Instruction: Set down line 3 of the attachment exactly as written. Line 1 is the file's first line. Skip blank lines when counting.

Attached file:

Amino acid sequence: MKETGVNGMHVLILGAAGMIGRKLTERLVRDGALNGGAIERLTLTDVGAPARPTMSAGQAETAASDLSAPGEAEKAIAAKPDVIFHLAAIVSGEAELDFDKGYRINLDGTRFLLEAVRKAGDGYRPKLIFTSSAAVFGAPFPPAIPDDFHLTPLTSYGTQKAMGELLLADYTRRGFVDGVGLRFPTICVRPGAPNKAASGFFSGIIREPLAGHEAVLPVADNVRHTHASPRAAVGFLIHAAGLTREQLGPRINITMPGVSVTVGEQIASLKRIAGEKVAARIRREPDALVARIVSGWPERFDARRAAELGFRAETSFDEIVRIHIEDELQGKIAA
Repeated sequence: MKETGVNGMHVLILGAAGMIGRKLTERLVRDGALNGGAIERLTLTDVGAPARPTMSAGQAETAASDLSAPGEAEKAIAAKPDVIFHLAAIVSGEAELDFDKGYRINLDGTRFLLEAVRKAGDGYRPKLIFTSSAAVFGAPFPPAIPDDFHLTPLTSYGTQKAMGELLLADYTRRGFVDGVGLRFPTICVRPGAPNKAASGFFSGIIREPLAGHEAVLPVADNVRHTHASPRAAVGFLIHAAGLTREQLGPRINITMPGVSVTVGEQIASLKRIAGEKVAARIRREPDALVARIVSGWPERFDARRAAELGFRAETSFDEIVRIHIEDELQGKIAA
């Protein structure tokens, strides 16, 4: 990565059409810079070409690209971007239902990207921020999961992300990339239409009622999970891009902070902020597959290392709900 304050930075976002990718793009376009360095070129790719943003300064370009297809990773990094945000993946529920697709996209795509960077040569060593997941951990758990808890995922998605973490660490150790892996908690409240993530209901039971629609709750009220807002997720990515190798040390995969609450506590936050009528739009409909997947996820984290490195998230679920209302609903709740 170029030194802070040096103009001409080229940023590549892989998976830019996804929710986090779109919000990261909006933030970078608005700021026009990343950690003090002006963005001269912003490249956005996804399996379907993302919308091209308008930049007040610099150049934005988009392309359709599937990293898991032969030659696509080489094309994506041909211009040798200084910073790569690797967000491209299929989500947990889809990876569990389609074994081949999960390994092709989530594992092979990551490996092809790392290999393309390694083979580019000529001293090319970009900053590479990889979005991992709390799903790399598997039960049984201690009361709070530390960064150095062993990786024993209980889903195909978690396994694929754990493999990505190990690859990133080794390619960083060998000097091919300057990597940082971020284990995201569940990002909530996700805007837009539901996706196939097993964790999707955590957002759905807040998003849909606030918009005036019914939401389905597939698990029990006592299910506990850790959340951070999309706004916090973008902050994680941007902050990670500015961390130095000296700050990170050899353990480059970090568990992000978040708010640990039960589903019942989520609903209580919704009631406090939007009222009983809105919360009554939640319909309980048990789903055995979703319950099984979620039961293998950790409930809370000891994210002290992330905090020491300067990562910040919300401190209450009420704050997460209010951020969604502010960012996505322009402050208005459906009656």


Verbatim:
């Protein structure tokens, strides 16, 4: 990565059409810079070409690209971007239902990207921020999961992300990339239409009622999970891009902070902020597959290392709900 304050930075976002990718793009376009360095070129790719943003300064370009297809990773990094945000993946529920697709996209795509960077040569060593997941951990758990808890995922998605973490660490150790892996908690409240993530209901039971629609709750009220807002997720990515190798040390995969609450506590936050009528739009409909997947996820984290490195998230679920209302609903709740 170029030194802070040096103009001409080229940023590549892989998976830019996804929710986090779109919000990261909006933030970078608005700021026009990343950690003090002006963005001269912003490249956005996804399996379907993302919308091209308008930049007040610099150049934005988009392309359709599937990293898991032969030659696509080489094309994506041909211009040798200084910073790569690797967000491209299929989500947990889809990876569990389609074994081949999960390994092709989530594992092979990551490996092809790392290999393309390694083979580019000529001293090319970009900053590479990889979005991992709390799903790399598997039960049984201690009361709070530390960064150095062993990786024993209980889903195909978690396994694929754990493999990505190990690859990133080794390619960083060998000097091919300057990597940082971020284990995201569940990002909530996700805007837009539901996706196939097993964790999707955590957002759905807040998003849909606030918009005036019914939401389905597939698990029990006592299910506990850790959340951070999309706004916090973008902050994680941007902050990670500015961390130095000296700050990170050899353990480059970090568990992000978040708010640990039960589903019942989520609903209580919704009631406090939007009222009983809105919360009554939640319909309980048990789903055995979703319950099984979620039961293998950790409930809370000891994210002290992330905090020491300067990562910040919300401190209450009420704050997460209010951020969604502010960012996505322009402050208005459906009656």